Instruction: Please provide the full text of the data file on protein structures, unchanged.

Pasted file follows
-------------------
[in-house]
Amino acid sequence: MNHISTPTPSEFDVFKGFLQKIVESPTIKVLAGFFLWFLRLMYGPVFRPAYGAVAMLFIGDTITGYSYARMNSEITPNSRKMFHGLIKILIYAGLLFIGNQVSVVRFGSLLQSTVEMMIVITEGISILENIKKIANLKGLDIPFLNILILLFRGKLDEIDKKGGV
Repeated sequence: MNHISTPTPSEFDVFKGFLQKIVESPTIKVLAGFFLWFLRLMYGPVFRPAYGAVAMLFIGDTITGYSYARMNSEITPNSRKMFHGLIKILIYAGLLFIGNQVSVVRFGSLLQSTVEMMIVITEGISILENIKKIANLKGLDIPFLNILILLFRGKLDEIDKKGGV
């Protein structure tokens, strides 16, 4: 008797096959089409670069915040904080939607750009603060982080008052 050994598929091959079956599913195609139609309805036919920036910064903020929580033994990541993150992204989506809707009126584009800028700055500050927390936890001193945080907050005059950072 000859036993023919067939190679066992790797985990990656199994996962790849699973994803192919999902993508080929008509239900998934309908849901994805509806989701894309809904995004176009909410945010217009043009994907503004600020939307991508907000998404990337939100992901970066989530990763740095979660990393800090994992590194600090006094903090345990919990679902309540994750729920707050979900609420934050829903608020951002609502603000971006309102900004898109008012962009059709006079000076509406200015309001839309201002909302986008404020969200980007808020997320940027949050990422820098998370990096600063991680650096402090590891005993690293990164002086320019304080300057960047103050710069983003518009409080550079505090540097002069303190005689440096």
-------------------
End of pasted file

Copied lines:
[in-house]
Amino acid sequence: MNHISTPTPSEFDVFKGFLQKIVESPTIKVLAGFFLWFLRLMYGPVFRPAYGAVAMLFIGDTITGYSYARMNSEITPNSRKMFHGLIKILIYAGLLFIGNQVSVVRFGSLLQSTVEMMIVITEGISILENIKKIANLKGLDIPFLNILILLFRGKLDEIDKKGGV
Repeated sequence: MNHISTPTPSEFDVFKGFLQKIVESPTIKVLAGFFLWFLRLMYGPVFRPAYGAVAMLFIGDTITGYSYARMNSEITPNSRKMFHGLIKILIYAGLLFIGNQVSVVRFGSLLQSTVEMMIVITEGISILENIKKIANLKGLDIPFLNILILLFRGKLDEIDKKGGV
């Protein structure tokens, strides 16, 4: 008797096959089409670069915040904080939607750009603060982080008052 050994598929091959079956599913195609139609309805036919920036910064903020929580033994990541993150992204989506809707009126584009800028700055500050927390936890001193945080907050005059950072 000859036993023919067939190679066992790797985990990656199994996962790849699973994803192919999902993508080929008509239900998934309908849901994805509806989701894309809904995004176009909410945010217009043009994907503004600020939307991508907000998404990337939100992901970066989530990763740095979660990393800090994992590194600090006094903090345990919990679902309540994750729920707050979900609420934050829903608020951002609502603000971006309102900004898109008012962009059709006079000076509406200015309001839309201002909302986008404020969200980007808020997320940027949050990422820098998370990096600063991680650096402090590891005993690293990164002086320019304080300057960047103050710069983003518009409080550079505090540097002069303190005689440096």